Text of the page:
The number one reason I decided to become a Certified Salmonella Pollorum Tester is to save money when getting my flock NPIP Certified.
I plan on selling hatching eggs in the near future and to do so legally, my flock must be NPIP Certified. This entails a blood test performed by a Certified Salmonella Pollorum Tester, then a VS Form 9-2 with Certification fee sent for review.
On average, to pay someone to test my flock was going to run anywhere from $100-$300, with the additional State of Michigan Certification fee of $300. To save money on the testing fee, I decided to become a certified tester myself.
To become a Certified Salmonella Pollorum Tester you must take a training course and pay a small certification fee. In Michigan it is $30. This certification will last you 3 years so long as you test at least 30 birds in that 3 year period.
After that, you will not have to take the training course again, but you will have to renew your certification by sending the fee every 3 years. This certification not only allows you to test your own flock, but you can test other people’s flocks which can result in a small side business.
It also allows you to check birds if your children are in 4-H. Many of the 4-H shows have a volunteer who checks/tests birds at the door.
The closest Michigan class for us was at the University of Michigan. To find a class in your area, you can visit the NPIP website, click the “NPIP Participants by State/Territory”, select “state” then select “Upcoming NPIP Official Workshops” a dropdown box will allow you to see if there are any classes in your state. You can also contact your local county extension to see if they are holding training near you.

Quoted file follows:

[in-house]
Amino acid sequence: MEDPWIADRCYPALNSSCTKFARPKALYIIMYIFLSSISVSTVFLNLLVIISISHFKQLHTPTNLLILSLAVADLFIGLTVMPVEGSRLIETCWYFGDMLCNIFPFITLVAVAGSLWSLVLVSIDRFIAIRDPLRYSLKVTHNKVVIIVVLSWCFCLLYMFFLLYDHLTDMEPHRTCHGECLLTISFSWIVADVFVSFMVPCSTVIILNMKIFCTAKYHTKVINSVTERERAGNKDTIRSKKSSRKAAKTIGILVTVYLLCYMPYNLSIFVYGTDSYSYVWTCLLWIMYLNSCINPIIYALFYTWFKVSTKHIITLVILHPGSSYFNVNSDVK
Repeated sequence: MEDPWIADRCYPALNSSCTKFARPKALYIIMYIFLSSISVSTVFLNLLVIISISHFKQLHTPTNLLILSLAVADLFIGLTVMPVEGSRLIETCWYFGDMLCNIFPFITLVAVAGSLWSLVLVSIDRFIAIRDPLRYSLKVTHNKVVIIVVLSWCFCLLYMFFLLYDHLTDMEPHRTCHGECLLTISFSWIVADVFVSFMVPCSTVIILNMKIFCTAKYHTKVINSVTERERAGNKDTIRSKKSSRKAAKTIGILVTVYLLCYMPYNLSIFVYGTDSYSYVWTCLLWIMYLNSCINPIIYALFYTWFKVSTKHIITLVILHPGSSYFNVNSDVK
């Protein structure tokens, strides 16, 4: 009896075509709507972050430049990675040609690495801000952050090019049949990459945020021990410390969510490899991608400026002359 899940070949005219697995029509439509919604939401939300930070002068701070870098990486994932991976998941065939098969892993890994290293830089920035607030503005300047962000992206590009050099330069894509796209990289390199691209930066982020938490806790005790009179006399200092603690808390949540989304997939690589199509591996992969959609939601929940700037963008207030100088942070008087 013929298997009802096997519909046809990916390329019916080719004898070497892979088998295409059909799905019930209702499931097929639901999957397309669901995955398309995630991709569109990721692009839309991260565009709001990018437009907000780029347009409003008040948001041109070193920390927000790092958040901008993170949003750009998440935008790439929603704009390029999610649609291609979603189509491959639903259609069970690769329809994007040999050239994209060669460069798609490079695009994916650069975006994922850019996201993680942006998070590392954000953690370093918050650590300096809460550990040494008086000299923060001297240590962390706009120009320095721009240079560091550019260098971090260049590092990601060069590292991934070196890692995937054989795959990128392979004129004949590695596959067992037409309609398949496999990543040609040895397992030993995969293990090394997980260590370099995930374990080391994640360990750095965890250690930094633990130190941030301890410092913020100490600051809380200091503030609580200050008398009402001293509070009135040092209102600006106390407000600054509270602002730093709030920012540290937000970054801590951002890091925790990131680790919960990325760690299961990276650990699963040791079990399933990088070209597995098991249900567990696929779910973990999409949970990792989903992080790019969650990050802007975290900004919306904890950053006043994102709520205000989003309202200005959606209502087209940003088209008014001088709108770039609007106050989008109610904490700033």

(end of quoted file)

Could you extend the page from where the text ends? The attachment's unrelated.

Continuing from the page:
The class was $30 and that included the certification. If you wanted to attend without certification, the class was $5. It was approximately 3 hours long, with 2 breaks.
The first third of the class included learning about Pollorum, the history of the disease, why the certifications were put into action, a breakdown of the laws, and how successful the program has been in preventing the spread of disease.
The second third was learning about the forms required for both certification and for shipping birds. How to fill out these forms, where to send them and where to get more forms. It also included what to do if you get a bird or flock that tests positive, which I will cover in a future post.
The last third of the class, and perhaps the most interesting, was the hands on section. It is here that we watched as one of the instructors performed the test on a live chicken. Then we were required to perform the test ourselves on the rest of the chickens provided. We were required to read the test results as positive or negative and have our conclusion checked by one of the training experts. The instructors had both a positive and a negative antigen constant. So even though we were working with a healthy flock, there was a chance you could read a negative result, for teaching purposes.
It was a very interesting process. The team that conducted our class was very informative and answered every question that was presented.
Some weeks later, I was mailed my certification card.